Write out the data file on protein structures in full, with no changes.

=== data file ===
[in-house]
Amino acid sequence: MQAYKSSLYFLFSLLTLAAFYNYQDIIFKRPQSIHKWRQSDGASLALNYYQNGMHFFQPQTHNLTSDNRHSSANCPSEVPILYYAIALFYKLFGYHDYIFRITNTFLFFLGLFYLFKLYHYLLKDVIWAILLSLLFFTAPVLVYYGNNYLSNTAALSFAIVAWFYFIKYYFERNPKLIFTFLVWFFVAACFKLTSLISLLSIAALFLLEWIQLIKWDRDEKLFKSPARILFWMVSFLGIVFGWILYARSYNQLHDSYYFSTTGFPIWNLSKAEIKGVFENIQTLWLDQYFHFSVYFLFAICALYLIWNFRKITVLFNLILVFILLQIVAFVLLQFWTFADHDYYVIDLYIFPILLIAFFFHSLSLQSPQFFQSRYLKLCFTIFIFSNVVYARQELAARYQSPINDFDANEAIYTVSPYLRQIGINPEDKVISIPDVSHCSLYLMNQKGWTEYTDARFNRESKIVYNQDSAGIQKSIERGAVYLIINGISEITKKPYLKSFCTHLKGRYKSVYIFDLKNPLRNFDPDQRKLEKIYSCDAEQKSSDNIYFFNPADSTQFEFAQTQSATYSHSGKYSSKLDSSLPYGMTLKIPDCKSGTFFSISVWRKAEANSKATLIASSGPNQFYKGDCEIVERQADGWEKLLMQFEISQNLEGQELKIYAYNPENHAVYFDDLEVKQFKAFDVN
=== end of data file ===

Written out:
[in-house]
Amino acid sequence: MQAYKSSLYFLFSLLTLAAFYNYQDIIFKRPQSIHKWRQSDGASLALNYYQNGMHFFQPQTHNLTSDNRHSSANCPSEVPILYYAIALFYKLFGYHDYIFRITNTFLFFLGLFYLFKLYHYLLKDVIWAILLSLLFFTAPVLVYYGNNYLSNTAALSFAIVAWFYFIKYYFERNPKLIFTFLVWFFVAACFKLTSLISLLSIAALFLLEWIQLIKWDRDEKLFKSPARILFWMVSFLGIVFGWILYARSYNQLHDSYYFSTTGFPIWNLSKAEIKGVFENIQTLWLDQYFHFSVYFLFAICALYLIWNFRKITVLFNLILVFILLQIVAFVLLQFWTFADHDYYVIDLYIFPILLIAFFFHSLSLQSPQFFQSRYLKLCFTIFIFSNVVYARQELAARYQSPINDFDANEAIYTVSPYLRQIGINPEDKVISIPDVSHCSLYLMNQKGWTEYTDARFNRESKIVYNQDSAGIQKSIERGAVYLIINGISEITKKPYLKSFCTHLKGRYKSVYIFDLKNPLRNFDPDQRKLEKIYSCDAEQKSSDNIYFFNPADSTQFEFAQTQSATYSHSGKYSSKLDSSLPYGMTLKIPDCKSGTFFSISVWRKAEANSKATLIASSGPNQFYKGDCEIVERQADGWEKLLMQFEISQNLEGQELKIYAYNPENHAVYFDDLEVKQFKAFDVN